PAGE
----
Tag Archives: Public Finance

A Minimum Tax: An Admission of Failure

Over a decade ago, Democratic Senator Bill Bradley opined:

A minimum tax is an admission of failure. It demonstrates not only that the system is broke, but also that Congress doesn’t have the guts to fix it.*

How does a minimum tax come about? In my view, there are six steps:

Step 1: Congress and the president decide on a tax base (income, consumption, both, etc.) and then set tax rates. It should stop right here, but it doesn’t.

Step 2: Congress and the president decide to encourage certain behavior by changing the terms of Step 1. For example, to encourage home borrowship ownership, they allow people to deduct mortgage interest payments from their taxable income. Or to encourage energy efficiency, they allow people to claim credits to offset the cost of certain government-ordained products. Or to encourage fecundity (I guess), they allow people to claim credits for having more kids.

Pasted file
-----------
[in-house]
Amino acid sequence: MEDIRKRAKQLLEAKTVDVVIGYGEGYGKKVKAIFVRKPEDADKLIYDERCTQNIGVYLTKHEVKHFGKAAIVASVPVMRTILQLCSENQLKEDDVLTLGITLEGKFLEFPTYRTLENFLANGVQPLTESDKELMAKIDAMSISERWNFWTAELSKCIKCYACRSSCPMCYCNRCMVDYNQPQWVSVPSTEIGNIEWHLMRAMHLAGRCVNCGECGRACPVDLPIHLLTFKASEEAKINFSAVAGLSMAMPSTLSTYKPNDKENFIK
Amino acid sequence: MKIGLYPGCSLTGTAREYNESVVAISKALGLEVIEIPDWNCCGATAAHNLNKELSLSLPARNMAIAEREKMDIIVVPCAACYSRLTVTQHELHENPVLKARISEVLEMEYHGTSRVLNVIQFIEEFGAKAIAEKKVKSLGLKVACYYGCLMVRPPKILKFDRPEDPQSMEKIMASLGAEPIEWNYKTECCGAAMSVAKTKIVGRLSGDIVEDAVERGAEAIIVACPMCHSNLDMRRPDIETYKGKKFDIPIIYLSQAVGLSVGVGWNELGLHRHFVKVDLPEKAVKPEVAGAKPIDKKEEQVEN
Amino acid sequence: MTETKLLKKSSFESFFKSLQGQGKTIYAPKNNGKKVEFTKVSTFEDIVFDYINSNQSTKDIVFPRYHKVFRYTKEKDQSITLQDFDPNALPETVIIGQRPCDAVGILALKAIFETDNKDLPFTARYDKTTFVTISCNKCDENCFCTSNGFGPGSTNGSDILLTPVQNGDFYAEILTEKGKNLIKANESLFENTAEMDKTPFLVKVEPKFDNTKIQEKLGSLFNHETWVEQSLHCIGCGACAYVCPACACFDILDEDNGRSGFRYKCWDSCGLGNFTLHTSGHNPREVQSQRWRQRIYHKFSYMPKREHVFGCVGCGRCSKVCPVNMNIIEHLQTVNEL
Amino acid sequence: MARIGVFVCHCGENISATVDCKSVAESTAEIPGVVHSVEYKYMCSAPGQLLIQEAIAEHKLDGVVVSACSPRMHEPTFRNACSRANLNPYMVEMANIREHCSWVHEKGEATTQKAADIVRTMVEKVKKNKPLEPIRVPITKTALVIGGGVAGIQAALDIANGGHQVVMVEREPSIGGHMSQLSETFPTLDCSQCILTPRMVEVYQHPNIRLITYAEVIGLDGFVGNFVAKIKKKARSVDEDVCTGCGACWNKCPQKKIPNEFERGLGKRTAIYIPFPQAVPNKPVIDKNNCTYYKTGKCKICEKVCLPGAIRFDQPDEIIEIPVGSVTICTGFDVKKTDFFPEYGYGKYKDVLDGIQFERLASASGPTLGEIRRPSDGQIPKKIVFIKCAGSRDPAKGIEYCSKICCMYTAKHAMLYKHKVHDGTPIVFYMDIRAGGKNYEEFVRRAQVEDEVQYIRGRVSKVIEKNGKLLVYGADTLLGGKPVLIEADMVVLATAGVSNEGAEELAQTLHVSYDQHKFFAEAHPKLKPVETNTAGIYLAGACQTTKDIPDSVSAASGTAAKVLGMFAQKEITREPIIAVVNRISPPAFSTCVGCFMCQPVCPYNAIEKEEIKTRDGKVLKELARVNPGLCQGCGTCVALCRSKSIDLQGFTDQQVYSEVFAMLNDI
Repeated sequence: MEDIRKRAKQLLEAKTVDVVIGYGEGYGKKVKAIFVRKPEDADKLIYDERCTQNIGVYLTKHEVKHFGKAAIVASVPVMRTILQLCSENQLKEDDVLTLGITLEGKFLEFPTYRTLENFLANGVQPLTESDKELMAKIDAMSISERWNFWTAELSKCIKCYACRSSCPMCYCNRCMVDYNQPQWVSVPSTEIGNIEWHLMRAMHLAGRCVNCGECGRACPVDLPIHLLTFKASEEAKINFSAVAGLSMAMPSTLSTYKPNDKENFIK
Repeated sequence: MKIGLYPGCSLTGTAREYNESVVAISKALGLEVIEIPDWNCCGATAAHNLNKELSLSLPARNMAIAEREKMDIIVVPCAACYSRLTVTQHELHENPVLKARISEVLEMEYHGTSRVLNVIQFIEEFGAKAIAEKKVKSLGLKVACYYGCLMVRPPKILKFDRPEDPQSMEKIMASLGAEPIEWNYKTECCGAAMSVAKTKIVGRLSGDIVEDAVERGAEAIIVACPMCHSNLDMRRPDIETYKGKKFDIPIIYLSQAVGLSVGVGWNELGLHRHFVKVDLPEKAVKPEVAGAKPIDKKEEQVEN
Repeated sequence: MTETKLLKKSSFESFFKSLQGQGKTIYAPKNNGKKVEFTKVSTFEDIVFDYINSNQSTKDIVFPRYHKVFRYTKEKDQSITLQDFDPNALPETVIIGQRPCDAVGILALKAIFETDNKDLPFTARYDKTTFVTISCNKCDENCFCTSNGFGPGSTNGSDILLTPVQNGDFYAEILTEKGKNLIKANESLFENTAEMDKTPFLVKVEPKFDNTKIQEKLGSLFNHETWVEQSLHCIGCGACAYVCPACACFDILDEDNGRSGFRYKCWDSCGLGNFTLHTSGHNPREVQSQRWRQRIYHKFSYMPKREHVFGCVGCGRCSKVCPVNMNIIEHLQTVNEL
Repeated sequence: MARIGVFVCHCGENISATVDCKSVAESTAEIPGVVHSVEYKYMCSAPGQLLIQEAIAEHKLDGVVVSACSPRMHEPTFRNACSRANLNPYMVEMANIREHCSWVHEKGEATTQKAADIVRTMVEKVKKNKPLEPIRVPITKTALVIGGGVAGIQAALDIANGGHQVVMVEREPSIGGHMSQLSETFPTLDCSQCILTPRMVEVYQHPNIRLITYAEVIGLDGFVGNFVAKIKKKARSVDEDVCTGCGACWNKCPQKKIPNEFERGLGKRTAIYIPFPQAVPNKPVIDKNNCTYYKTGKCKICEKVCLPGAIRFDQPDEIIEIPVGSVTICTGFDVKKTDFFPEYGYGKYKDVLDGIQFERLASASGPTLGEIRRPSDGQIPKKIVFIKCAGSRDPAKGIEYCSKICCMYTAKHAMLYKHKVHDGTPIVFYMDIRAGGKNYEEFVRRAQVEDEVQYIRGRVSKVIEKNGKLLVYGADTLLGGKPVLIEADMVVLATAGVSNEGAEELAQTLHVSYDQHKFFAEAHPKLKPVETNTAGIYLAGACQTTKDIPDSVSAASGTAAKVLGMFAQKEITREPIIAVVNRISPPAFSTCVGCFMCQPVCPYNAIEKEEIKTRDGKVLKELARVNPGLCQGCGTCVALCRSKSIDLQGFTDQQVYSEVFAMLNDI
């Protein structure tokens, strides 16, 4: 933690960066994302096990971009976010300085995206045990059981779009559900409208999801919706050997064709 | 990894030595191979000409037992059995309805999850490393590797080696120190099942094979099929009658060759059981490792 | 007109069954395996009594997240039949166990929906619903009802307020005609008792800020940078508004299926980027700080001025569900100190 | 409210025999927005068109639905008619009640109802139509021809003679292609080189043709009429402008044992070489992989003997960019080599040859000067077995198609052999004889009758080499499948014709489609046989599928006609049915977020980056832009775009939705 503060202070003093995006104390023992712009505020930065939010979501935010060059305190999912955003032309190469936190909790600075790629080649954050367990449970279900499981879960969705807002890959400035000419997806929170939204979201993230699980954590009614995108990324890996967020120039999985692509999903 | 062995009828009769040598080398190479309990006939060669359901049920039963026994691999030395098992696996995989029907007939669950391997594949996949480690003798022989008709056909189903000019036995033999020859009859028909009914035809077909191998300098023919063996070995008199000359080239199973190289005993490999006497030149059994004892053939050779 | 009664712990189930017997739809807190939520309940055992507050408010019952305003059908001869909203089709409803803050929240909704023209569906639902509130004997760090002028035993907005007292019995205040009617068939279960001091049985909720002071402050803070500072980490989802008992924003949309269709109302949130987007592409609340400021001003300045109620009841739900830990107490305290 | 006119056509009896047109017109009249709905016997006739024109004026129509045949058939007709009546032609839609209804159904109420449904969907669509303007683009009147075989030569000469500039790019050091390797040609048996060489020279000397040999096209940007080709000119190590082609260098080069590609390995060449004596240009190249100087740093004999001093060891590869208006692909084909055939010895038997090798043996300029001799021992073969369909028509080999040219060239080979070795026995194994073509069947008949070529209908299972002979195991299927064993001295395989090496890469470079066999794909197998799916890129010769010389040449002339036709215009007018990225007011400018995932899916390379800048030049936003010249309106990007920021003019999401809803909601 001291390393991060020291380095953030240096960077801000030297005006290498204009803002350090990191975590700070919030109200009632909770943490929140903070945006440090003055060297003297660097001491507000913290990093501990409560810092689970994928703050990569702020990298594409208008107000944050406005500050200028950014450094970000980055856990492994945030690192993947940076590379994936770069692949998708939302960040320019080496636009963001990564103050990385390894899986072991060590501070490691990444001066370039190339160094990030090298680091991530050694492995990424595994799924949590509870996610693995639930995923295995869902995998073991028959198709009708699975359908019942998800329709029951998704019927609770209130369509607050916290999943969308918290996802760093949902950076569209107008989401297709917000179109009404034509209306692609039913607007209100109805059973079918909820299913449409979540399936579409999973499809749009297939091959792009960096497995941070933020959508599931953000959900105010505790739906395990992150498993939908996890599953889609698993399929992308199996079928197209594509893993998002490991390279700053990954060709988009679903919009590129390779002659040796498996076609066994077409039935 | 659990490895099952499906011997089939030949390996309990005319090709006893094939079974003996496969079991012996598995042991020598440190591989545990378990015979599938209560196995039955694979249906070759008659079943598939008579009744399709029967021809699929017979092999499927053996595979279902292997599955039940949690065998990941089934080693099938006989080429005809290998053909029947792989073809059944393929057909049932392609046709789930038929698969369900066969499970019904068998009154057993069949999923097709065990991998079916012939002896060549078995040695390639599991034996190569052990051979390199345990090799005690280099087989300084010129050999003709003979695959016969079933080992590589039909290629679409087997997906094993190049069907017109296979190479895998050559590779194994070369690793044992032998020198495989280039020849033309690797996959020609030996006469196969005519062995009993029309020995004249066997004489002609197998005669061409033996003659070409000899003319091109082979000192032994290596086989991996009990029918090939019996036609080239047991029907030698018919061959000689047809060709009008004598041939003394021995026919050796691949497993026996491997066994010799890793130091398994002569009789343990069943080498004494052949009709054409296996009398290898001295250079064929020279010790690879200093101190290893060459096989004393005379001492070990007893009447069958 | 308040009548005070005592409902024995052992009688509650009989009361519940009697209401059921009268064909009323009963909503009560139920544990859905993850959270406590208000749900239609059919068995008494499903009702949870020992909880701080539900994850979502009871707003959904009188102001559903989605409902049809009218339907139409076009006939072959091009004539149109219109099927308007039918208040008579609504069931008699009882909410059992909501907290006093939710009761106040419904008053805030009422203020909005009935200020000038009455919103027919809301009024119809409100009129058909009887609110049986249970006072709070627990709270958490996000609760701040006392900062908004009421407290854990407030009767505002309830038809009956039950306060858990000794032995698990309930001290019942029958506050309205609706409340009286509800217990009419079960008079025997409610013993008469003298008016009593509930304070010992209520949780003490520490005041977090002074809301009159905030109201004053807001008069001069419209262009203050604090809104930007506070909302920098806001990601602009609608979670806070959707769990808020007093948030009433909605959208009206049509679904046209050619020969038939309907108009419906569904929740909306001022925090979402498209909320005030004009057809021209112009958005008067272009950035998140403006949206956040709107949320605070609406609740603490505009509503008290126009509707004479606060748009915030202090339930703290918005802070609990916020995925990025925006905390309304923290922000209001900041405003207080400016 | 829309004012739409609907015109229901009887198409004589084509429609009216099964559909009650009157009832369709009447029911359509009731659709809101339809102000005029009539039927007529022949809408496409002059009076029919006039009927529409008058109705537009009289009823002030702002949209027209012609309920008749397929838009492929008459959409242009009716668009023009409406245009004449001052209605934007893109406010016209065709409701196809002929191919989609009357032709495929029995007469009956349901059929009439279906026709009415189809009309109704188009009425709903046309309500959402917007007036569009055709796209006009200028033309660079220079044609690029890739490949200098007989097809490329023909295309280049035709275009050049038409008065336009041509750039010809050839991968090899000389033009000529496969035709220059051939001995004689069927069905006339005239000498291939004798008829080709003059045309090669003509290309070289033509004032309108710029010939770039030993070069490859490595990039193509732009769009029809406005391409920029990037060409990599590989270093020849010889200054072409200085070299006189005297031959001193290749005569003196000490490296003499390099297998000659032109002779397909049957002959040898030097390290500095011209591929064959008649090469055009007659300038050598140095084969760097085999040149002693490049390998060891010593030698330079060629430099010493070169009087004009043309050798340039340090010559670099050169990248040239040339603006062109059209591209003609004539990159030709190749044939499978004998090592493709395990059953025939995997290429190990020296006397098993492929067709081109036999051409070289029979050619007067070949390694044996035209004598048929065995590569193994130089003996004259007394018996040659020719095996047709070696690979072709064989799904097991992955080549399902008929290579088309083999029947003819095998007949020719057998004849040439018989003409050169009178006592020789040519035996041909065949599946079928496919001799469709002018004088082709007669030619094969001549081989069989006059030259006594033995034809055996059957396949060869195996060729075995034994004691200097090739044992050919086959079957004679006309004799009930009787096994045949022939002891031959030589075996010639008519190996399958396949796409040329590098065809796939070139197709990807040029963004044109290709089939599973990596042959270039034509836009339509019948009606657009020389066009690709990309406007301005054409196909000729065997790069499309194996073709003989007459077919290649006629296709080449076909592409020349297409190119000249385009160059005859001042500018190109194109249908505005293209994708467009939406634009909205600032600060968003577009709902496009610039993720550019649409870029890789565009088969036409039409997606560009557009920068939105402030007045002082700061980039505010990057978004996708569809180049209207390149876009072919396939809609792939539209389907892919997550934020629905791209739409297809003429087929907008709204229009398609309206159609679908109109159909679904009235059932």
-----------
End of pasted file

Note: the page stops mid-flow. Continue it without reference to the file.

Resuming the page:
Step 3: Congress and the president repeat Step 2 over 200 times.

Step 4: Congress and the president decry the loopholes in the code that allow some individuals and firms to escape taxation altogether (sometimes while calling for more tax credits!).

Step 5: Congress and the president throw up their hands, admit that they will never actually eliminate the loopholes and lower rates. Instead, they invent a whole new tax code, morph it on top of the current tax code and call it a “minimum tax.”


*Quoted in Harvey S. Rosen, Public Finance, 6th Edition, (New York: McGraw-Hill, 2002), p. 358.